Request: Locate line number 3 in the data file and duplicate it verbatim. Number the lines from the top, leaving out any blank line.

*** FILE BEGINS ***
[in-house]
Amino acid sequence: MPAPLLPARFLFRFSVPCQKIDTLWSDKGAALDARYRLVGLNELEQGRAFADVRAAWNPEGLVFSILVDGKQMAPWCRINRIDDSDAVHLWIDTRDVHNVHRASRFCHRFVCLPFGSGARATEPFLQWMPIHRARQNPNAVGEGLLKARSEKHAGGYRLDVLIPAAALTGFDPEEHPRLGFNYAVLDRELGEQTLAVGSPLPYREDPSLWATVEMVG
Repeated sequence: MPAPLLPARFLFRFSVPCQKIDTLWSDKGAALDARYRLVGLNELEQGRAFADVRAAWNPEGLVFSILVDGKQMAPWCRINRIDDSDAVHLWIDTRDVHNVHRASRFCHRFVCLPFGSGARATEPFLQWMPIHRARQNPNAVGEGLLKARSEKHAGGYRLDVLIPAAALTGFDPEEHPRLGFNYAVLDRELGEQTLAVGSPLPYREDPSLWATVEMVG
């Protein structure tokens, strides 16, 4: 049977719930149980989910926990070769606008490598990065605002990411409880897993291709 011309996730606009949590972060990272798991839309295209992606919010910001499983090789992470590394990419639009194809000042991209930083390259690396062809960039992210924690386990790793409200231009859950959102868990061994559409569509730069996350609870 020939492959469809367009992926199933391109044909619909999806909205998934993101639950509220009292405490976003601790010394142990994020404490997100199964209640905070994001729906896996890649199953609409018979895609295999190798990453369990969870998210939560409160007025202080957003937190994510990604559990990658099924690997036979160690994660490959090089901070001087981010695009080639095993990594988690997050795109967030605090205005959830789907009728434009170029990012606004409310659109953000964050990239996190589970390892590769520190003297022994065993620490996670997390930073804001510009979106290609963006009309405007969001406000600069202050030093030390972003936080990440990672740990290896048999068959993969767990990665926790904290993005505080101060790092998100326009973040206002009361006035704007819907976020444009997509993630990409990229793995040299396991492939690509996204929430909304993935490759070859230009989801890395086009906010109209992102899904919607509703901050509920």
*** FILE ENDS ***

Repeated sequence: MPAPLLPARFLFRFSVPCQKIDTLWSDKGAALDARYRLVGLNELEQGRAFADVRAAWNPEGLVFSILVDGKQMAPWCRINRIDDSDAVHLWIDTRDVHNVHRASRFCHRFVCLPFGSGARATEPFLQWMPIHRARQNPNAVGEGLLKARSEKHAGGYRLDVLIPAAALTGFDPEEHPRLGFNYAVLDRELGEQTLAVGSPLPYREDPSLWATVEMVG